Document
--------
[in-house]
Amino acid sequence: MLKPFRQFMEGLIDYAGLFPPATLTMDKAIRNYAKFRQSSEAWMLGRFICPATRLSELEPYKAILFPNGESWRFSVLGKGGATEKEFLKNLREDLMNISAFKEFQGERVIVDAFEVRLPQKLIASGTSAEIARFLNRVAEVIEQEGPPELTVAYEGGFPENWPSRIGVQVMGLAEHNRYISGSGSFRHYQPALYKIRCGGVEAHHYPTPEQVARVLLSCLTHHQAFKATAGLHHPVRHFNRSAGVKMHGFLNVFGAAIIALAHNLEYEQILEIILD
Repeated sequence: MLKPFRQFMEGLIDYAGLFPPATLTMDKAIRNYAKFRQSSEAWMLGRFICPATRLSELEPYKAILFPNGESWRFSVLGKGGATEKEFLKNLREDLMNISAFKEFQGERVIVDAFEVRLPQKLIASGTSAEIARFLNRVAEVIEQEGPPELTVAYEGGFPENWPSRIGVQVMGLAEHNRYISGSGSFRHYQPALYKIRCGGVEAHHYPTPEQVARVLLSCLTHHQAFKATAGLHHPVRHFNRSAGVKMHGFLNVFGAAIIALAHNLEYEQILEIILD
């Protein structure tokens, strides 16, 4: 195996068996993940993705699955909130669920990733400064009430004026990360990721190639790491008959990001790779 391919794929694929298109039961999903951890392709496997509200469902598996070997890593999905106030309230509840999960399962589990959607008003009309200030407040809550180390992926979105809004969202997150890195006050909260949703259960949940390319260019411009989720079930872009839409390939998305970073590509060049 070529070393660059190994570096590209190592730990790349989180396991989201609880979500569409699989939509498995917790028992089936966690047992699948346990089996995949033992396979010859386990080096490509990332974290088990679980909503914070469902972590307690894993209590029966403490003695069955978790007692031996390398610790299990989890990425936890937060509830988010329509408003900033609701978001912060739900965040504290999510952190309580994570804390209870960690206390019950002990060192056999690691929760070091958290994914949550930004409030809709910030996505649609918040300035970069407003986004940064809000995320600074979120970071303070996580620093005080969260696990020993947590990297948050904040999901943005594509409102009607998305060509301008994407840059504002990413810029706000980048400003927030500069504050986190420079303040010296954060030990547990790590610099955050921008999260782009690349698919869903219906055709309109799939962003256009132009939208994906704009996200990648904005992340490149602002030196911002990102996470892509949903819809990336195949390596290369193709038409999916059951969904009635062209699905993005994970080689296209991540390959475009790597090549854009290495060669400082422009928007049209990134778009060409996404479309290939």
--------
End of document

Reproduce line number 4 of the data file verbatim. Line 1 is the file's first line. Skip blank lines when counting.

């Protein structure tokens, strides 16, 4: 195996068996993940993705699955909130669920990733400064009430004026990360990721190639790491008959990001790779 391919794929694929298109039961999903951890392709496997509200469902598996070997890593999905106030309230509840999960399962589990959607008003009309200030407040809550180390992926979105809004969202997150890195006050909260949703259960949940390319260019411009989720079930872009839409390939998305970073590509060049 070529070393660059190994570096590209190592730990790349989180396991989201609880979500569409699989939509498995917790028992089936966690047992699948346990089996995949033992396979010859386990080096490509990332974290088990679980909503914070469902972590307690894993209590029966403490003695069955978790007692031996390398610790299990989890990425936890937060509830988010329509408003900033609701978001912060739900965040504290999510952190309580994570804390209870960690206390019950002990060192056999690691929760070091958290994914949550930004409030809709910030996505649609918040300035970069407003986004940064809000995320600074979120970071303070996580620093005080969260696990020993947590990297948050904040999901943005594509409102009607998305060509301008994407840059504002990413810029706000980048400003927030500069504050986190420079303040010296954060030990547990790590610099955050921008999260782009690349698919869903219906055709309109799939962003256009132009939208994906704009996200990648904005992340490149602002030196911002990102996470892509949903819809990336195949390596290369193709038409999916059951969904009635062209699905993005994970080689296209991540390959475009790597090549854009290495060669400082422009928007049209990134778009060409996404479309290939």